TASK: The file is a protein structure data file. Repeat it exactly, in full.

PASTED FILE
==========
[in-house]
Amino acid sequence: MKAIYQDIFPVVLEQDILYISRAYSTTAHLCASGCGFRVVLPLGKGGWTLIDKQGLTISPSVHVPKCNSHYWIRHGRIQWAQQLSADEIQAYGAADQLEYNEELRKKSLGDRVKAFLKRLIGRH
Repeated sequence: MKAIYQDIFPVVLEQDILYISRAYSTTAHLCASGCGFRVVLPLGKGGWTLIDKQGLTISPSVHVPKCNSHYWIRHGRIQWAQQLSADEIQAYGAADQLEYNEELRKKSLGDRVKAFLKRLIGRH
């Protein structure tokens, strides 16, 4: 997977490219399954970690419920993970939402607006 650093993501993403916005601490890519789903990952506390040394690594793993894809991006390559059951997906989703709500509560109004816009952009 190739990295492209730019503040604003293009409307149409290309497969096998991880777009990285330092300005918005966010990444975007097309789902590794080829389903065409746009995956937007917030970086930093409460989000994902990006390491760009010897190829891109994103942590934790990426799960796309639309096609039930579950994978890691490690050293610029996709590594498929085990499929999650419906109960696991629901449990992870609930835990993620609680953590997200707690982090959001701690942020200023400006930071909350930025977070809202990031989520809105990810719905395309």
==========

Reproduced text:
[in-house]
Amino acid sequence: MKAIYQDIFPVVLEQDILYISRAYSTTAHLCASGCGFRVVLPLGKGGWTLIDKQGLTISPSVHVPKCNSHYWIRHGRIQWAQQLSADEIQAYGAADQLEYNEELRKKSLGDRVKAFLKRLIGRH
Repeated sequence: MKAIYQDIFPVVLEQDILYISRAYSTTAHLCASGCGFRVVLPLGKGGWTLIDKQGLTISPSVHVPKCNSHYWIRHGRIQWAQQLSADEIQAYGAADQLEYNEELRKKSLGDRVKAFLKRLIGRH
């Protein structure tokens, strides 16, 4: 997977490219399954970690419920993970939402607006 650093993501993403916005601490890519789903990952506390040394690594793993894809991006390559059951997906989703709500509560109004816009952009 190739990295492209730019503040604003293009409307149409290309497969096998991880777009990285330092300005918005966010990444975007097309789902590794080829389903065409746009995956937007917030970086930093409460989000994902990006390491760009010897190829891109994103942590934790990426799960796309639309096609039930579950994978890691490690050293610029996709590594498929085990499929999650419906109960696991629901449990992870609930835990993620609680953590997200707690982090959001701690942020200023400006930071909350930025977070809202990031989520809105990810719905395309």